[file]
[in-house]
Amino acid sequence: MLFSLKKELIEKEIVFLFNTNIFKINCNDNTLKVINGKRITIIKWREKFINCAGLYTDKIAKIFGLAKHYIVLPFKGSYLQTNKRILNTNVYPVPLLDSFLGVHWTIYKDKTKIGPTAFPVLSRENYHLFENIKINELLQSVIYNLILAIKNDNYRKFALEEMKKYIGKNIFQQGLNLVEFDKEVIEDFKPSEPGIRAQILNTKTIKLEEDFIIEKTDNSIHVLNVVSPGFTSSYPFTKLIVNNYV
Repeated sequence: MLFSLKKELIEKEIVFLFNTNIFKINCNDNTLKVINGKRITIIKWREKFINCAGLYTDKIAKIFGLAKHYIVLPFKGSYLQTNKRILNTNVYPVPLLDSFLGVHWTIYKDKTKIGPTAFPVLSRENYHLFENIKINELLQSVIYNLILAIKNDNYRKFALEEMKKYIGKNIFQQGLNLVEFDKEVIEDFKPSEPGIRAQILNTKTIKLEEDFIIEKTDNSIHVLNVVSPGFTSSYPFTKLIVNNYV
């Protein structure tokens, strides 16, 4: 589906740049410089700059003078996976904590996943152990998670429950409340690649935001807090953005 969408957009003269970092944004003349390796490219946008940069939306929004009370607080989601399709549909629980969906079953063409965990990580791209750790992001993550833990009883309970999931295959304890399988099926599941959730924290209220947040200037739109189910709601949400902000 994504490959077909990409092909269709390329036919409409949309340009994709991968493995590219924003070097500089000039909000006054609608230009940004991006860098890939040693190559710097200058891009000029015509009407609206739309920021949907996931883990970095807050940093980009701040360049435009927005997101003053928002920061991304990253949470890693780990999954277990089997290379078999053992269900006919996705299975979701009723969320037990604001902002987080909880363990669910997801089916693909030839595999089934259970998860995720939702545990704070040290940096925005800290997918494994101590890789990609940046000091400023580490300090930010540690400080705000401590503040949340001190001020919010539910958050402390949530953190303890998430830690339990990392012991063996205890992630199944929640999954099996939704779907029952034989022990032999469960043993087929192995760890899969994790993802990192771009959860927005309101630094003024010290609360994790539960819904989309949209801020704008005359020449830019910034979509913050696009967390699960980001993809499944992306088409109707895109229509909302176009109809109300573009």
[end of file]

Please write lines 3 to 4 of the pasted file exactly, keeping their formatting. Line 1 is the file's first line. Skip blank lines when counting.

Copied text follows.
Repeated sequence: MLFSLKKELIEKEIVFLFNTNIFKINCNDNTLKVINGKRITIIKWREKFINCAGLYTDKIAKIFGLAKHYIVLPFKGSYLQTNKRILNTNVYPVPLLDSFLGVHWTIYKDKTKIGPTAFPVLSRENYHLFENIKINELLQSVIYNLILAIKNDNYRKFALEEMKKYIGKNIFQQGLNLVEFDKEVIEDFKPSEPGIRAQILNTKTIKLEEDFIIEKTDNSIHVLNVVSPGFTSSYPFTKLIVNNYV
């Protein structure tokens, strides 16, 4: 589906740049410089700059003078996976904590996943152990998670429950409340690649935001807090953005 969408957009003269970092944004003349390796490219946008940069939306929004009370607080989601399709549909629980969906079953063409965990990580791209750790992001993550833990009883309970999931295959304890399988099926599941959730924290209220947040200037739109189910709601949400902000 994504490959077909990409092909269709390329036919409409949309340009994709991968493995590219924003070097500089000039909000006054609608230009940004991006860098890939040693190559710097200058891009000029015509009407609206739309920021949907996931883990970095807050940093980009701040360049435009927005997101003053928002920061991304990253949470890693780990999954277990089997290379078999053992269900006919996705299975979701009723969320037990604001902002987080909880363990669910997801089916693909030839595999089934259970998860995720939702545990704070040290940096925005800290997918494994101590890789990609940046000091400023580490300090930010540690400080705000401590503040949340001190001020919010539910958050402390949530953190303890998430830690339990990392012991063996205890992630199944929640999954099996939704779907029952034989022990032999469960043993087929192995760890899969994790993802990192771009959860927005309101630094003024010290609360994790539960819904989309949209801020704008005359020449830019910034979509913050696009967390699960980001993809499944992306088409109707895109229509909302176009109809109300573009």